Aleema Shivji: There is no safe place in Syria

“With war comes responsibility. There are international rules that must be respected – all states have a responsibility to ensure international humanitarian law is upheld and enforced,” says Aleema Shivji, Executive Director of Handicap International UK. “The international community must ensure protection and life-saving assistance for all victims of explosive weapons, including those from Syria, in all areas impacted by these weapons.”

‘There Is No Safe Place In Syria’

By Aleema Shivji – Director, Handicap International UK

Aleema Shivji: There is no safe place in Syria
Refugee men and fence.

Iraj is a 6-year-old girl that will forever stay etched in my memories. On my last trip to Jordan I met Iraj and her family after they fled Syria where Iraj’s life was changed forever. Iraj was out picking flowers when she was hit by a sniper’s bullet and lost her leg as a result of her injuries. Our team in Jordan fitted her with a prosthesis and the little girl can now walk again but her family has struggled getting her accepted in a school given her disability.

The tragedy behind Iraj’s story is shared by millions of Syrians displaced by the ongoing conflict. The numbers related to this crisis are so big, it can be hard to think of them as individual stories, specific families, unique faces… Each story we hear has one thing in common: explosive weapons are always part of their heart-breaking account.

In Handicap International’s last report, ‘Qasef: Escaping the Bombing’, the people we have spoken to identify explosive weapons as the leading cause for millions of Syrians to flee their home.

Most of the time families are subject to multiple displacements. I was shocked to learn that, in some cases, the family can be displaced up to 25 times by successive attacks before finding a safe refuge. This causes extreme poverty and serious psychological distress. “Each time we tried to return to the house, but we could not stay because of the bombing. […] We had to move to other cities where armed forces had agreed not to attack. But the agreement was always broken and we had to move again. There is no safe place in Syria“ explains 20-year-old Ahmed, who found refuge in Jordan after being hit by shrapnel and suffering from a brain injury during bombing in Syria.

Ahmed’s sentiment that “there is no safe place in Syria” is universal among Syrian civilians interviewed in this report.

Bombing destroys everything. Even Syrians not directly affected by the attacks are forced to flee in order to survive and rebuild their lives. For many people who survive the immediate effects of an attack, explosive weapons become the driving cause for them to flee. Besides causing horrific injuries, explosive weapons spread terrors, make people fear for their lives and destroy vital infrastructure. Shelters, hospitals and schools are being destroyed by bombs. Water and electricity networks are also ruined leading to food and water insecurity.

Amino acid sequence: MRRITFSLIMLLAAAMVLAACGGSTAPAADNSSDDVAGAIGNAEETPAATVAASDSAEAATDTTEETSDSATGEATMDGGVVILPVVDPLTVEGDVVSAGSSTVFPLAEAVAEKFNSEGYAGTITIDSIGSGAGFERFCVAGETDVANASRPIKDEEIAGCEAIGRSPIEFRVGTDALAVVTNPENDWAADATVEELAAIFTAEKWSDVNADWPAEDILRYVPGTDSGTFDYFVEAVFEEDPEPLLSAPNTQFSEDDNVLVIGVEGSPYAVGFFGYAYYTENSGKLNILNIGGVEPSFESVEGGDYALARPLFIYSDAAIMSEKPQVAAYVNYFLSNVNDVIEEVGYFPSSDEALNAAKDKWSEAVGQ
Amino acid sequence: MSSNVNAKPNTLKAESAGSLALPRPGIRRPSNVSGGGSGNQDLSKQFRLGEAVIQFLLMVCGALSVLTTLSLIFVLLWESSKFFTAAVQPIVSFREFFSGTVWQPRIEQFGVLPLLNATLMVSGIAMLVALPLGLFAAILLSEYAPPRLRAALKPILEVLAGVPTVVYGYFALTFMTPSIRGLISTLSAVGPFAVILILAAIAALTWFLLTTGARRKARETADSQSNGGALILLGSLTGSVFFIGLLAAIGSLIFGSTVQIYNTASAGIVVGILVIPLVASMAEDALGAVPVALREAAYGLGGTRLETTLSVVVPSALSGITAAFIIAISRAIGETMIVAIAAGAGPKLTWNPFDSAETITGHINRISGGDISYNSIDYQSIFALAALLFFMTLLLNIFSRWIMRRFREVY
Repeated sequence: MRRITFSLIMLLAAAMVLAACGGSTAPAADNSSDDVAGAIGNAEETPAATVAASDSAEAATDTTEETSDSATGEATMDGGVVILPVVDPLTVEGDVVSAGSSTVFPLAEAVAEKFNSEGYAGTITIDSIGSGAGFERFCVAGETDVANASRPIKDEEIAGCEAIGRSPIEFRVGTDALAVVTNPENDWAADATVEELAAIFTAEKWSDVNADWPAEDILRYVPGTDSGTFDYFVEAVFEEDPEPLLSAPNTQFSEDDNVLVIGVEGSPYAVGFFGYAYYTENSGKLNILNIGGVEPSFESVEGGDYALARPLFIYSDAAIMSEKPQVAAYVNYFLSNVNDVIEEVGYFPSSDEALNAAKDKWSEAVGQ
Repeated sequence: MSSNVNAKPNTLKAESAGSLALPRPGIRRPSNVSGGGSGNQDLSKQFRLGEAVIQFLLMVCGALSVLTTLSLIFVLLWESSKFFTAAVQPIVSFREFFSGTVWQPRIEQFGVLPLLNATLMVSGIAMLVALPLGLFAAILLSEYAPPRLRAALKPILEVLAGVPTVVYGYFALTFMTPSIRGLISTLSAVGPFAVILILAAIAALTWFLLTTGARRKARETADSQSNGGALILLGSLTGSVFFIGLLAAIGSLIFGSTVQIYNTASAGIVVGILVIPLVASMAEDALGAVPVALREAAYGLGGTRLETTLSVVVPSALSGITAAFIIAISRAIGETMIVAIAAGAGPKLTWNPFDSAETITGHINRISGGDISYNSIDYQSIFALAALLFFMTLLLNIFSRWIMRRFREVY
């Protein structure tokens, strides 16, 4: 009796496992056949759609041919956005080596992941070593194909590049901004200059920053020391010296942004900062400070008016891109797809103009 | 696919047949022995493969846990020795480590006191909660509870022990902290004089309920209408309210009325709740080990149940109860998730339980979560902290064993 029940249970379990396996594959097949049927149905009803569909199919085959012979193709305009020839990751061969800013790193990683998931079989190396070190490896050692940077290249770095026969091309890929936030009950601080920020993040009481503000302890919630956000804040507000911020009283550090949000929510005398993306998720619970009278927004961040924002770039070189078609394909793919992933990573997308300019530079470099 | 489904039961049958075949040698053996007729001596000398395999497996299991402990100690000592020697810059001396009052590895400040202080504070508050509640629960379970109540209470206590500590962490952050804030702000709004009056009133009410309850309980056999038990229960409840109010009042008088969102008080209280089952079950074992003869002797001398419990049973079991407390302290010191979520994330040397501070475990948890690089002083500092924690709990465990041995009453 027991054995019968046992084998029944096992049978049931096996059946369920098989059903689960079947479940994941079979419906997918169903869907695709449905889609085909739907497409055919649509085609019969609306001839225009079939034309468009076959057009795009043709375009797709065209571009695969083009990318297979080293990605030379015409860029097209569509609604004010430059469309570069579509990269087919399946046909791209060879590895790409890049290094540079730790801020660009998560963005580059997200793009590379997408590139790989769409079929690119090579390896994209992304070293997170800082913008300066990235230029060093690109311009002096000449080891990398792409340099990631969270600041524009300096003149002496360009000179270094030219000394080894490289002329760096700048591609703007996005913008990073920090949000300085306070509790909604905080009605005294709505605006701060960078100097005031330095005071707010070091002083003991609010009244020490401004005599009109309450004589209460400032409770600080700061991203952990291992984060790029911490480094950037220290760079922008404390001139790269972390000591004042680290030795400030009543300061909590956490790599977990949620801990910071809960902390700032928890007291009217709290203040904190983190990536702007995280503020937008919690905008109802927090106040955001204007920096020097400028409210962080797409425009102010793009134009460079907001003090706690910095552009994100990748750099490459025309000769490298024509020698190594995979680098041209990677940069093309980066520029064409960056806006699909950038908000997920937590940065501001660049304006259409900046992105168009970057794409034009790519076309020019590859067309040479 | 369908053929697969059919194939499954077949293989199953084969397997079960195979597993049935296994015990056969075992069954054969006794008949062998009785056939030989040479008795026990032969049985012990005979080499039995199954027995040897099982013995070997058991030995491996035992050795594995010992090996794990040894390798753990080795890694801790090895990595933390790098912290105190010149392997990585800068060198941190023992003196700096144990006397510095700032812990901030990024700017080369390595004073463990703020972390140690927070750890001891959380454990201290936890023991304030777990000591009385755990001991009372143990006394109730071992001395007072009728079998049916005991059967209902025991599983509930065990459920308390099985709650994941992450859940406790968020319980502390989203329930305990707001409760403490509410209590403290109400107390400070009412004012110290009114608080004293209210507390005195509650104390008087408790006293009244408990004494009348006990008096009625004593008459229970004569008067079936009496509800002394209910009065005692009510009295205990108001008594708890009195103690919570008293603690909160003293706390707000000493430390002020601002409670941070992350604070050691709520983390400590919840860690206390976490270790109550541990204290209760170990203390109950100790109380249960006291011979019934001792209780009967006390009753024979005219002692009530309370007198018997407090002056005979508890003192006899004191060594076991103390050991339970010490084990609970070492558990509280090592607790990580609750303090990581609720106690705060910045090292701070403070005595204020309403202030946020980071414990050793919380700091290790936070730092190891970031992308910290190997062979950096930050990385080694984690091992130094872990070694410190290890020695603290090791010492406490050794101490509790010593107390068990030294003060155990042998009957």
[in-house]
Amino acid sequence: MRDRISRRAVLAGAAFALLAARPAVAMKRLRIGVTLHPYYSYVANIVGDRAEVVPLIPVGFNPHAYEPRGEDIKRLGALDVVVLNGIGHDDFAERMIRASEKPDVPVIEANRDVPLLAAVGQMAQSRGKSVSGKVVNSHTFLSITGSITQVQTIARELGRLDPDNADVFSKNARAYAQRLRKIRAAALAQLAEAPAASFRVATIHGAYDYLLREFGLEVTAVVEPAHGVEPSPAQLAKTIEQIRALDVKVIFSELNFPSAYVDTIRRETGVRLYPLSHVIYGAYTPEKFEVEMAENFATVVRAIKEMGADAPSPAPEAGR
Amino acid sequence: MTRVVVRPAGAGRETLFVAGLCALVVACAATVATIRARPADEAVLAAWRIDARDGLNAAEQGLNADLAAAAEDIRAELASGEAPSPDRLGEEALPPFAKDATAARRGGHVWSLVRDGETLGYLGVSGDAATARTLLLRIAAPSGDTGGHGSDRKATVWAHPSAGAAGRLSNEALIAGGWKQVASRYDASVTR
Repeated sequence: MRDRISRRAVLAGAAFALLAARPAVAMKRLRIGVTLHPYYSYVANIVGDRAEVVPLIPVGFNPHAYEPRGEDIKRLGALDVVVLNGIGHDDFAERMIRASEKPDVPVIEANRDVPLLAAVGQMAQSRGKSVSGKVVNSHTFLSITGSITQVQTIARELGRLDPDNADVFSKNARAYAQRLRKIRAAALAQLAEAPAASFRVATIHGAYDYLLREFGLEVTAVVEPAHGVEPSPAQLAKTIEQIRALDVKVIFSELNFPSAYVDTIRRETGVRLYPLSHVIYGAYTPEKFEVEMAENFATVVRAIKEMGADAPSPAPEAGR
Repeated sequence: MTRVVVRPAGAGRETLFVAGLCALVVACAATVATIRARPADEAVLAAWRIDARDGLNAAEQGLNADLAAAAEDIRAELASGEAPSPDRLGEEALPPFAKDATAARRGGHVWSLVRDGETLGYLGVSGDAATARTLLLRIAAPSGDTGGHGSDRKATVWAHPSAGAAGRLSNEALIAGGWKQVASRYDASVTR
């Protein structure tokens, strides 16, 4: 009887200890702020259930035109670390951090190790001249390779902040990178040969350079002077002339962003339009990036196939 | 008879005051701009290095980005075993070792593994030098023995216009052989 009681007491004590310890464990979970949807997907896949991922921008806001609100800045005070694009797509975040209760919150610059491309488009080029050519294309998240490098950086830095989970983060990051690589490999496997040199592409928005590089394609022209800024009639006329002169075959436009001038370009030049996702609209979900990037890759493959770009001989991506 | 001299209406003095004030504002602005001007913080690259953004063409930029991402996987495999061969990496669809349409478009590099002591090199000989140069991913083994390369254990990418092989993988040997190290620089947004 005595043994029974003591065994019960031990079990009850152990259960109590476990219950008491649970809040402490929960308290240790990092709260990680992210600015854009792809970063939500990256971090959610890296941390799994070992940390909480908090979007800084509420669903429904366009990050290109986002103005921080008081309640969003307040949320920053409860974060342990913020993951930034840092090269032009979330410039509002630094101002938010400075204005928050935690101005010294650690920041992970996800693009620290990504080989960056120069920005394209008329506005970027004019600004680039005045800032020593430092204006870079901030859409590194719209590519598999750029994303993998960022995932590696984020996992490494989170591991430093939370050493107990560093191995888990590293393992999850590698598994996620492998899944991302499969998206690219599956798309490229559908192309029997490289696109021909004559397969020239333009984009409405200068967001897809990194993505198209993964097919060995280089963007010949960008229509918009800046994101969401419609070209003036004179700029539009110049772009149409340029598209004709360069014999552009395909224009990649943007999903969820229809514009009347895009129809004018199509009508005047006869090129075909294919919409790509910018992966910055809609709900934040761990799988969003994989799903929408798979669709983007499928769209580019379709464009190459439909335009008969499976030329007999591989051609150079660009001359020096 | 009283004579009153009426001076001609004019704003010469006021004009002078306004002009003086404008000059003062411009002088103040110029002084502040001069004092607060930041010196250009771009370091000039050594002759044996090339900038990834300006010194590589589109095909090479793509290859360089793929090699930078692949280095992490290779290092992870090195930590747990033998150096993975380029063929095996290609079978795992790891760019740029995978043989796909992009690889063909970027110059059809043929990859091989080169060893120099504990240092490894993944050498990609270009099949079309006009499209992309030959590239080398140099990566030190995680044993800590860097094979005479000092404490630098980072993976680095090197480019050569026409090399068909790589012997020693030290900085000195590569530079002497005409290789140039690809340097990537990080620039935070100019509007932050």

Many of the Syrians we interviewed have injuries from the conflict and have had to leave Syria to seek adequate treatment for their conditions. The lack of hospitals, medical personnel, and maternity services endangers all Syrians, particularly women and their new-born children.

Aleema Shivji - Director, Handicap International UKAleema Shivji – Director, Handicap International UK

Aleema Shivji is Director of Handicap International UK. With over ten years of experience working in the field of disability, Aleema is particularly specialised in the inclusion of disabled and vulnerable people in humanitarian emergencies. Originally a qualified physiotherapist, since 2005 Aleema has worked with Handicap International across Asia, the Middle East, Africa, and the Caribbean, in crisis and post-crisis contexts. Before taking over as Director of Handicap International UK, Aleema was the head of mission for the organisation’s programme in Haiti.




Author: ismailimail

Independent, civil society media featuring Ismaili Muslim community, inter and intra faith endeavors, achievements and humanitarian works.

Leave a Reply

Fill in your details below or click an icon to log in: Logo

You are commenting using your account. Log Out /  Change )

Google+ photo

You are commenting using your Google+ account. Log Out /  Change )

Twitter picture

You are commenting using your Twitter account. Log Out /  Change )

Facebook photo

You are commenting using your Facebook account. Log Out /  Change )


Connecting to %s

This site uses Akismet to reduce spam. Learn how your comment data is processed.